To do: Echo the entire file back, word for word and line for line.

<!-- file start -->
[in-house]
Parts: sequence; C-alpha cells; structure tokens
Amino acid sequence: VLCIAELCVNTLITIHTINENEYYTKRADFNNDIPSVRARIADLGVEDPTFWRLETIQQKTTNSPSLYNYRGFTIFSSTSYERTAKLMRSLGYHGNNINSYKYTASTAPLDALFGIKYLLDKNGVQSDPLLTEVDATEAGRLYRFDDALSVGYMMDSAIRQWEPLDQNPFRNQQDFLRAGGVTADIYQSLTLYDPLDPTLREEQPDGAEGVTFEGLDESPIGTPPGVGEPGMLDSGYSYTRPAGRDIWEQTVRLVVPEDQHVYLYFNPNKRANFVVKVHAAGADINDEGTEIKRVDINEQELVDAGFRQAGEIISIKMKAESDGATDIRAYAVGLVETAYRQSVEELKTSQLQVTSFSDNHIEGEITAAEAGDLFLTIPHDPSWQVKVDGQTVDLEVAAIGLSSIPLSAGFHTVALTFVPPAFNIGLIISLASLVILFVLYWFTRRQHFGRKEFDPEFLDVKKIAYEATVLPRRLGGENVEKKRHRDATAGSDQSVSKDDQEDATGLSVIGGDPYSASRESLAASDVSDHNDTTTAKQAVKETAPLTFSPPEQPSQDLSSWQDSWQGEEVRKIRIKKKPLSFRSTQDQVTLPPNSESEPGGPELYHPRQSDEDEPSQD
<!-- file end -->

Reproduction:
[in-house]
Parts: sequence; C-alpha cells; structure tokens
Amino acid sequence: VLCIAELCVNTLITIHTINENEYYTKRADFNNDIPSVRARIADLGVEDPTFWRLETIQQKTTNSPSLYNYRGFTIFSSTSYERTAKLMRSLGYHGNNINSYKYTASTAPLDALFGIKYLLDKNGVQSDPLLTEVDATEAGRLYRFDDALSVGYMMDSAIRQWEPLDQNPFRNQQDFLRAGGVTADIYQSLTLYDPLDPTLREEQPDGAEGVTFEGLDESPIGTPPGVGEPGMLDSGYSYTRPAGRDIWEQTVRLVVPEDQHVYLYFNPNKRANFVVKVHAAGADINDEGTEIKRVDINEQELVDAGFRQAGEIISIKMKAESDGATDIRAYAVGLVETAYRQSVEELKTSQLQVTSFSDNHIEGEITAAEAGDLFLTIPHDPSWQVKVDGQTVDLEVAAIGLSSIPLSAGFHTVALTFVPPAFNIGLIISLASLVILFVLYWFTRRQHFGRKEFDPEFLDVKKIAYEATVLPRRLGGENVEKKRHRDATAGSDQSVSKDDQEDATGLSVIGGDPYSASRESLAASDVSDHNDTTTAKQAVKETAPLTFSPPEQPSQDLSSWQDSWQGEEVRKIRIKKKPLSFRSTQDQVTLPPNSESEPGGPELYHPRQSDEDEPSQD